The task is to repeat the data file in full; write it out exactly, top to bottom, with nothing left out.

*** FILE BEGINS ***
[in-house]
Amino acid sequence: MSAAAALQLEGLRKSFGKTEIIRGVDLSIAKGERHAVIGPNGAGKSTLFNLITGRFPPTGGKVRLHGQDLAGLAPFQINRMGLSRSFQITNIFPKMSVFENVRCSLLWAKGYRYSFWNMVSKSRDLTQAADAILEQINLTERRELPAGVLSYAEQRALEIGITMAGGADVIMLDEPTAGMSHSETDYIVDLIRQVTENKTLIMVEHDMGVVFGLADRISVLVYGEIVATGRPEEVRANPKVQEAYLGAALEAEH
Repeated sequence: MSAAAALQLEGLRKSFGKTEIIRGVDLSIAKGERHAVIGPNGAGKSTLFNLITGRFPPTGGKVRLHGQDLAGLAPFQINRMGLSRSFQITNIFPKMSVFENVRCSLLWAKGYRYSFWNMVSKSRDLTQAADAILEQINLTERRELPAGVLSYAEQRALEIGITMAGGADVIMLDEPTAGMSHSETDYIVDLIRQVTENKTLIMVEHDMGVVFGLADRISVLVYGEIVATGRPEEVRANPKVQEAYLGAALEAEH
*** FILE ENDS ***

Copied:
[in-house]
Amino acid sequence: MSAAAALQLEGLRKSFGKTEIIRGVDLSIAKGERHAVIGPNGAGKSTLFNLITGRFPPTGGKVRLHGQDLAGLAPFQINRMGLSRSFQITNIFPKMSVFENVRCSLLWAKGYRYSFWNMVSKSRDLTQAADAILEQINLTERRELPAGVLSYAEQRALEIGITMAGGADVIMLDEPTAGMSHSETDYIVDLIRQVTENKTLIMVEHDMGVVFGLADRISVLVYGEIVATGRPEEVRANPKVQEAYLGAALEAEH
Repeated sequence: MSAAAALQLEGLRKSFGKTEIIRGVDLSIAKGERHAVIGPNGAGKSTLFNLITGRFPPTGGKVRLHGQDLAGLAPFQINRMGLSRSFQITNIFPKMSVFENVRCSLLWAKGYRYSFWNMVSKSRDLTQAADAILEQINLTERRELPAGVLSYAEQRALEIGITMAGGADVIMLDEPTAGMSHSETDYIVDLIRQVTENKTLIMVEHDMGVVFGLADRISVLVYGEIVATGRPEEVRANPKVQEAYLGAALEAEH